But what you’re really doing here is shilling for Pearson and the other deformers who stand to profit from more data and testing. You believe “performance” is measured in a test score (that is what the proposed evaluation does). You believe in merit pay that has failed everywhere, including in NYC.

Why don’t you criticize Bloomberg for recycling the same crusty ideas?

The unions, forever in love with mediocrity, fear both equally.

Mediocrity is your teaching career, not to mention this fluff piece.

If teachers union head Michael Mulgrew had his way, teacher evaluations would always look exactly like they did for me in Flatbush. The assistant principal — a fearsome old creature with a bad leg who made excellent Jamaican beef patty — would tell you days in advance that she was going to do her formal observation. You would submit a lesson plan, even if you otherwise taught off a bar napkin. She would invariably approve the plan.

What in the world does making Jamaican beef patties have to do with anything? It contributes nothing to your point. That remark is just a gratuitous jab meant to imply the nationality of the AP to which you refer. Cheap, very cheap.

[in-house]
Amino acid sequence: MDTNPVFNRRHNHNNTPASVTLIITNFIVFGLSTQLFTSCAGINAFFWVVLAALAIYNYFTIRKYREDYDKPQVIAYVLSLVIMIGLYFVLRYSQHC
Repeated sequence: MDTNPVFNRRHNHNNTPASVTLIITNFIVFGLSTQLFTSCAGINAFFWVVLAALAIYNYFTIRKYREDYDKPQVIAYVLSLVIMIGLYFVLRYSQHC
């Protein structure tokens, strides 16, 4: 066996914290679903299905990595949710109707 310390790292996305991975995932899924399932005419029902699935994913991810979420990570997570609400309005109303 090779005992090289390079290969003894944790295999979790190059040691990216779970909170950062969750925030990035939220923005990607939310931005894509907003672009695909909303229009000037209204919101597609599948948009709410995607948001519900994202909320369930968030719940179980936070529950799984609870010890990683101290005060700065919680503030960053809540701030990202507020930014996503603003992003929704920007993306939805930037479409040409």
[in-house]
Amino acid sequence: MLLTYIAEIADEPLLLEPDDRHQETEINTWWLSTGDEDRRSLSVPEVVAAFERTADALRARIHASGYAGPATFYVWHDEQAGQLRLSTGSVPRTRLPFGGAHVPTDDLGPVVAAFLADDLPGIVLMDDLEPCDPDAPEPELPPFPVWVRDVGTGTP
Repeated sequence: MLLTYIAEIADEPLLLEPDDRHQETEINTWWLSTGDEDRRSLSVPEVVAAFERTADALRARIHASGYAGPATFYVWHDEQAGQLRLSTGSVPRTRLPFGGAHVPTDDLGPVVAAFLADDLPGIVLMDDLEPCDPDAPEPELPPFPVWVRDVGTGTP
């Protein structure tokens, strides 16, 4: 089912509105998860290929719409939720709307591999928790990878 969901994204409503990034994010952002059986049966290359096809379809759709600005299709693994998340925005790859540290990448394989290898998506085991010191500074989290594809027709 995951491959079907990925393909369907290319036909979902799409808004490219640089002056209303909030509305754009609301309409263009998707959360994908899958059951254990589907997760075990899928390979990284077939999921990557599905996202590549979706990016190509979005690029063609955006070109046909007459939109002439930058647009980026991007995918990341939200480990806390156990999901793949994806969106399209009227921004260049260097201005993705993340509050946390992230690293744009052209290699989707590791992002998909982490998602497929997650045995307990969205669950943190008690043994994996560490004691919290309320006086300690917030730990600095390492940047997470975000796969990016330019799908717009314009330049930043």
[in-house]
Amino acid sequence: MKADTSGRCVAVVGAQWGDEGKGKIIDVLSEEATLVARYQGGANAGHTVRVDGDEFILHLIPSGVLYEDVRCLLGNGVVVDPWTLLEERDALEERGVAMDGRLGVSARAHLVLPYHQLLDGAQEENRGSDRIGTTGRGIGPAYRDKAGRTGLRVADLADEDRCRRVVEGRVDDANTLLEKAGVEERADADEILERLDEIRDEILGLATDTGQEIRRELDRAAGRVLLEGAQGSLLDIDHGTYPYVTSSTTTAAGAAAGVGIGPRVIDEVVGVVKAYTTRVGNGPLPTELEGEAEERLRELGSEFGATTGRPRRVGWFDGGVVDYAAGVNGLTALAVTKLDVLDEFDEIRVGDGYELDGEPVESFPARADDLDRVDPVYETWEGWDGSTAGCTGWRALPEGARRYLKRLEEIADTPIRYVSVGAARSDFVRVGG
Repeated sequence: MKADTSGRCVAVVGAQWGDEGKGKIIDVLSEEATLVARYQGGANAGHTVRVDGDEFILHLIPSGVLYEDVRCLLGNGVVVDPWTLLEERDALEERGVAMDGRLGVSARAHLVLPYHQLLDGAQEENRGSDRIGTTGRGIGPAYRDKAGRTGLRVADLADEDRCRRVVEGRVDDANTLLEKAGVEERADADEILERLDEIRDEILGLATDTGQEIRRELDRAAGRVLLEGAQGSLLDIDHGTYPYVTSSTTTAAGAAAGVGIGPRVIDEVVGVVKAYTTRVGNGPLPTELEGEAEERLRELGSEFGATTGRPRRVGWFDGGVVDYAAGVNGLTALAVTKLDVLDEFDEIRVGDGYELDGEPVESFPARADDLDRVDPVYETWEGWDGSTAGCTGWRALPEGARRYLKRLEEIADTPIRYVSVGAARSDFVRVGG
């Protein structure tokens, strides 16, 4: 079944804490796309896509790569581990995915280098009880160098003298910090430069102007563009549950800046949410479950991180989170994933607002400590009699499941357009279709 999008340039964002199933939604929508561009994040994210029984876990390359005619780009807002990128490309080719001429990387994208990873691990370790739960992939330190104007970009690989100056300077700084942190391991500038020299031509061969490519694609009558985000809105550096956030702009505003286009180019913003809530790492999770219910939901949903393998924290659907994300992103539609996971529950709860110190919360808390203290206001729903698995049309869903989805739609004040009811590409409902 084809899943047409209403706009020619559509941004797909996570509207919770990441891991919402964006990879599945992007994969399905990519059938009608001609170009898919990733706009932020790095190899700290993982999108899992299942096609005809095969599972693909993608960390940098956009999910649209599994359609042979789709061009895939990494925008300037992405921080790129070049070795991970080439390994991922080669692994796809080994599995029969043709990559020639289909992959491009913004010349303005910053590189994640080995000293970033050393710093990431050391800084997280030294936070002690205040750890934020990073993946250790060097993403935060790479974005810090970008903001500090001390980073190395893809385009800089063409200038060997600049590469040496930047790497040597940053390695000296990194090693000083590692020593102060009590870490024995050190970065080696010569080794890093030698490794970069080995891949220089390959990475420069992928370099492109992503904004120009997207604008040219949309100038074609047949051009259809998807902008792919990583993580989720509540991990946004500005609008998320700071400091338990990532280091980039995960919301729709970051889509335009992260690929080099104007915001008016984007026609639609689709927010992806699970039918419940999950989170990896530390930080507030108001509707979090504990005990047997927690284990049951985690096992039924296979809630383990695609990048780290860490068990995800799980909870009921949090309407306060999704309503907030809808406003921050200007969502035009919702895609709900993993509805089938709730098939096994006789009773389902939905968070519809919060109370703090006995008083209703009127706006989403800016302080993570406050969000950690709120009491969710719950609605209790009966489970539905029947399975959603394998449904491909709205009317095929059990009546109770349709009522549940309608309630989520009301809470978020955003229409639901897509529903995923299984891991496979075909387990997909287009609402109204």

How many lesson plans should be rejected? How many treatment plans should doctors have rejected or legal arguments lawyers have rejected? Why do you just assume that teachers should have their lessons rejected? Your hate for teachers is dripping from everything you say. You are obviously using your forum in a major newspaper to grind some personal axes from your old school.

On the appointed day, she would lumber into the classroom and sit at the back with her clipboard, glowering at me like a pedagogical Buddha. The kids were perfect, silent during “free read,” appropriately vocal during the “lecture,” collaborating on the subsequent assignment like dutiful worker bees.

She stayed for 10 minutes, maybe 20. Afterward, we held a “conference” during which she asked if I had accomplished my objective. I was ultimately excellent, even if about a third of my students — and I am, sadly, not exaggerating here — could not write a paragraph.

Why is she “lumbering” into your room? Are you implying that she is dumb or slow or, something much worse? If your students could not write a paragraph, is that your fault? You obviously sucked as a teacher and should have been fired, right? That could be the only possible argument that you are making here.

There were so many protections built into this system that a corpse could teach in a New York public school — and plenty do. Even the exceedingly rare “Unsatisfactory” rating doesn’t mean much, as one had to accrue several for termination proceedings to begin. This was a slow process protracted by union officials who had a kabbalistic knowledge of the rules and an uncanny ability to suffocate any action against one of their own. Our union officials were two women who could have played on the Giants front line. If they at least tolerated you, you were set.